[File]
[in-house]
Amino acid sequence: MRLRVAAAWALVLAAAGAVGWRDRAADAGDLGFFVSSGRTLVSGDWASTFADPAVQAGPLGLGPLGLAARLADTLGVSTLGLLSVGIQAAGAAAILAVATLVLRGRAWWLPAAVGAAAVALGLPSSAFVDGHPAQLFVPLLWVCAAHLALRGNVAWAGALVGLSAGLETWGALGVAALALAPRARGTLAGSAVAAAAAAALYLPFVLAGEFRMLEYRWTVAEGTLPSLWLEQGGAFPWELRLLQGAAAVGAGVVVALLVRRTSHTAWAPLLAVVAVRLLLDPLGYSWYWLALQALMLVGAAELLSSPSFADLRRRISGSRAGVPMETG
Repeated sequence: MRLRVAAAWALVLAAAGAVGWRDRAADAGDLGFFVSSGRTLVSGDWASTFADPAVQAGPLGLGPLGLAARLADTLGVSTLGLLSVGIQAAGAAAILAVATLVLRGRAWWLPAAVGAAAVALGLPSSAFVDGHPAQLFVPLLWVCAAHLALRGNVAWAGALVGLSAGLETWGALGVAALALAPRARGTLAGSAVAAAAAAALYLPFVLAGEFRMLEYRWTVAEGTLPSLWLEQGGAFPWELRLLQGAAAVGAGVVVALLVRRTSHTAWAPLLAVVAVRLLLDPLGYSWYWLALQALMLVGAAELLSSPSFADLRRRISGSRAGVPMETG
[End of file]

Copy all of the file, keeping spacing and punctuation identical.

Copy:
[in-house]
Amino acid sequence: MRLRVAAAWALVLAAAGAVGWRDRAADAGDLGFFVSSGRTLVSGDWASTFADPAVQAGPLGLGPLGLAARLADTLGVSTLGLLSVGIQAAGAAAILAVATLVLRGRAWWLPAAVGAAAVALGLPSSAFVDGHPAQLFVPLLWVCAAHLALRGNVAWAGALVGLSAGLETWGALGVAALALAPRARGTLAGSAVAAAAAAALYLPFVLAGEFRMLEYRWTVAEGTLPSLWLEQGGAFPWELRLLQGAAAVGAGVVVALLVRRTSHTAWAPLLAVVAVRLLLDPLGYSWYWLALQALMLVGAAELLSSPSFADLRRRISGSRAGVPMETG
Repeated sequence: MRLRVAAAWALVLAAAGAVGWRDRAADAGDLGFFVSSGRTLVSGDWASTFADPAVQAGPLGLGPLGLAARLADTLGVSTLGLLSVGIQAAGAAAILAVATLVLRGRAWWLPAAVGAAAVALGLPSSAFVDGHPAQLFVPLLWVCAAHLALRGNVAWAGALVGLSAGLETWGALGVAALALAPRARGTLAGSAVAAAAAAALYLPFVLAGEFRMLEYRWTVAEGTLPSLWLEQGGAFPWELRLLQGAAAVGAGVVVALLVRRTSHTAWAPLLAVVAVRLLLDPLGYSWYWLALQALMLVGAAELLSSPSFADLRRRISGSRAGVPMETG